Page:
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With the introduction of the Fuji X-E1, many people will be asking why they would still want to purchase the more expensive, and larger, Fuji X-Pro1. Here we take a closer look at the key differences between the two compact system cameras (CSCs), to help you make that decision.
Fuji X-Pro1 vs Fujifilm X-E1: sensor
Both the cameras use exactly the same 16.3 million pixel APS-C X-Trans CMOS sensor. Because they also both use the same EXR Processor Pro, it's pretty much a given that image quality will be identical from both cameras.
Fuji X-Pro1 vs Fujifilm X-E1: viewfinder
One of the key differences between the two cameras is the viewfinder used. Whereas the Fuji X-Pro1 uses a hybrid optical and electronic device, the X-E1 is electronic-only.
Although optical viewfinders are preferred by many, the electronic device found in the X-E1 is larger and has a higher resolution (2.3k dot) than the 1.4k dot LCD viewfinder found on the X-Pro1. The X-E1's EVF is one of the highest resolution devices on the market.
Fuji X-Pro1 vs Fujifilm X-E1: LCD screen
Another important difference to bear in mind is the rear LCD screen. On the X-Pro1 you'll find a larger, 3-inch, 1.23k dot resolution device, whereas on the cheaper X-E1, it's a smaller 2.8-inch, much lower resolution 460k dot screen.
If you use the screen a lot, whether for composing or playing back images, the X-Pro1's will appeal more.
Fuji X-Pro1 vs Fuji X-E1: design
Fuji is very proud of the design work that has gone into its X range of premium cameras, and rightly so. The X-E1 features many of the same design points as the X-Pro1, but one noticeable absence is the shutter speed dial lock.
This was something that was incorporated into the X-Pro1 based on feedback from users of the Fuji FinePix X100, the company's premium APS-C format compact camera. This stops the shutter dial from being accidentally knocked from Automatic, and is a handy addition that prevents mistakes.
The X-E1 is also smaller than the X-Pro1, measuring roughly the same dimensions as the X100 (body only). While the X-Pro1's front, top cover and back is constructed from sturdy magnesium alloy, only the front and top cover of the cheaper X-E1 get this same ultra-premium treatment. The X-E1 is also around 100g lighter than the X-Pro1.
Fuji X-Pro1 vs Fuji XE1: battery life
With only an electronic viewfinder, it would be safe to assume that battery power on the X-E1 will be more limited than on the X-Pro1. That's both true and false, depending on how you look at it.
The potential maximum shot life of the X-Pro1 is around a 1,000 frames, when using the optical viewfinder. However, when using the electronic viewfinder, the X-E1 is said to be capable of delivering around 350 frames, compared with the X-Pro1's 300.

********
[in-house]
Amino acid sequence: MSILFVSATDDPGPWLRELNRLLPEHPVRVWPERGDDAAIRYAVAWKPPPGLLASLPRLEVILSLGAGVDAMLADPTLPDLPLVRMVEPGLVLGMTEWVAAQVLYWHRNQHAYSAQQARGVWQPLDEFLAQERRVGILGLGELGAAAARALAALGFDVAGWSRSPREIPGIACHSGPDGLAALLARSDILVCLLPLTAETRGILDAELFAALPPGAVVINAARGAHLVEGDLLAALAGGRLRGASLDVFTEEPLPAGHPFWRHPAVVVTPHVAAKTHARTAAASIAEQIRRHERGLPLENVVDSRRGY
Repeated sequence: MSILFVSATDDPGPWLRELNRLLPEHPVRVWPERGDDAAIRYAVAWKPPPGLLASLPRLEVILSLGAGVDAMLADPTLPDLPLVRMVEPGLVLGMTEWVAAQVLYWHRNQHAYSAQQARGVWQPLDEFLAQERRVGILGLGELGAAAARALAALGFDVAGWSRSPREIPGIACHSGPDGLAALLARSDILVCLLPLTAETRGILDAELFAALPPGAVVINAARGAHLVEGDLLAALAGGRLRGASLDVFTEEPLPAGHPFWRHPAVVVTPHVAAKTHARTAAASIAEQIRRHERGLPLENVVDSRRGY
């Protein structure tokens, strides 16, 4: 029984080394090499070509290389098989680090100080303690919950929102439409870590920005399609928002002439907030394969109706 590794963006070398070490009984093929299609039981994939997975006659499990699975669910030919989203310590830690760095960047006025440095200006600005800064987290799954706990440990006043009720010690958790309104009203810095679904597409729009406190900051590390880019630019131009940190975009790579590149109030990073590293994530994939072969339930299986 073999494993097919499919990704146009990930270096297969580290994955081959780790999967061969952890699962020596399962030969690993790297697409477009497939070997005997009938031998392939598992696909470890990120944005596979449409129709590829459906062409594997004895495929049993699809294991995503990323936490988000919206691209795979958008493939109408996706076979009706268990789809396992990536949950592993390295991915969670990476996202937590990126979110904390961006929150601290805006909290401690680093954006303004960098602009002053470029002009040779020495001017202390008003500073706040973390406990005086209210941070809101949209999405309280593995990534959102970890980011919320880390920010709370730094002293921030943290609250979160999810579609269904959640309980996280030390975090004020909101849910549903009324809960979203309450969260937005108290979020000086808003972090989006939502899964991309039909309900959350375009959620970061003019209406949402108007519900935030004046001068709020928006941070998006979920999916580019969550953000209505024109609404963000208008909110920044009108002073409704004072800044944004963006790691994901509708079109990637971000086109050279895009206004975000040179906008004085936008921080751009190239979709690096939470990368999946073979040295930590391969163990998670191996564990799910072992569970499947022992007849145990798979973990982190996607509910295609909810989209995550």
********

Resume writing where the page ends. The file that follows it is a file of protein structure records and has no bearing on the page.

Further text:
Fuji X-Pro1 vs Fuji X-E1: price
Of course the biggest difference between the two cameras in the mind of the consumer is likely to be the price. Fuji is yet to announce the official RRP of the X-E1, but it promises that it will be significantly cheaper than the X-Pro1.
At the time of launch, the X-Pro1's body only price was around £1,500/US$1,700, with lenses each retailing for around £500-£600/$600-$700. A few months down the line and you can pick up an X-Pro1 for around £1,100/US$1,400/AU$1,400 from certain outlets.
In contrast, the Fuji X-E1 was priced, body only, at around £750/AU$1,200/US$1,000 on its release.
Fuji X-Pro1 vs Fuji X-E1: verdict
Choosing between these two cameras is tricky, especially considering we don't yet know the official price of the X-E1. Fuji is squarely aiming its new camera at the mass market, which the X-Pro1, with its high price, was unable to appeal to.
We can see the Fuji X-E1 becoming extremely popular with a large cross section of the camera-buying community. Existing Fuji X-Pro1 users will likely be tempted to add another body to their collection, while those who couldn't quite justify the price before will also find themselves lusting after this.
When it comes to making a buying decision, it all comes down to whether you can live with using an electronic viewfinder only, or would prefer an optical device as well. The better screen and slight differences in design may also play a part in making a decision.
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Amy has been writing about cameras, photography and associated tech since 2009. Amy was once part of the photography testing team for Future Publishing working across TechRadar, Digital Camera, PhotoPlus, N Photo and Photography Week. For her photography, she has won awards and has been exhibited. She often partakes in unusual projects - including one intense year where she used a different camera every single day. Amy is currently the Features Editor at Amateur Photographer magazine, and in her increasingly little spare time works across a number of high-profile publications including Wired, Stuff, Digital Camera World, Expert Reviews, and just a little off-tangent, PetsRadar.